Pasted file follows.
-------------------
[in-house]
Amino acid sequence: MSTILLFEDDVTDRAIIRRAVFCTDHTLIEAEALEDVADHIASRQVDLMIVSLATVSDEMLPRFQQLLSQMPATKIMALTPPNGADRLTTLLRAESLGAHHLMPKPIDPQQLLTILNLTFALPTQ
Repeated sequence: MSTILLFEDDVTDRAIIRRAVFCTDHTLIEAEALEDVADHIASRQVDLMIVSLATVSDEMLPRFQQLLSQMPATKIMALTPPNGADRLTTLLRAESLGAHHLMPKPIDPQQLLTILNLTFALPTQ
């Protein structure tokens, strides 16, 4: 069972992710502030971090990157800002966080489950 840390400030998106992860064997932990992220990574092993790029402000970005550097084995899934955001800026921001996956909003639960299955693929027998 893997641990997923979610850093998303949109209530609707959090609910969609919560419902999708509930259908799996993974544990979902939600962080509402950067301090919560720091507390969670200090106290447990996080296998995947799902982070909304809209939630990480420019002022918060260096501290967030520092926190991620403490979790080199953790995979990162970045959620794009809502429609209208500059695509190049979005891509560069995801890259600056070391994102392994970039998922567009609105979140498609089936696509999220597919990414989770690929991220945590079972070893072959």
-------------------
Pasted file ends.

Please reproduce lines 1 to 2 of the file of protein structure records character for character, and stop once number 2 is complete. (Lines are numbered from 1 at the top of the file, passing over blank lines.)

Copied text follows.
[in-house]
Amino acid sequence: MSTILLFEDDVTDRAIIRRAVFCTDHTLIEAEALEDVADHIASRQVDLMIVSLATVSDEMLPRFQQLLSQMPATKIMALTPPNGADRLTTLLRAESLGAHHLMPKPIDPQQLLTILNLTFALPTQ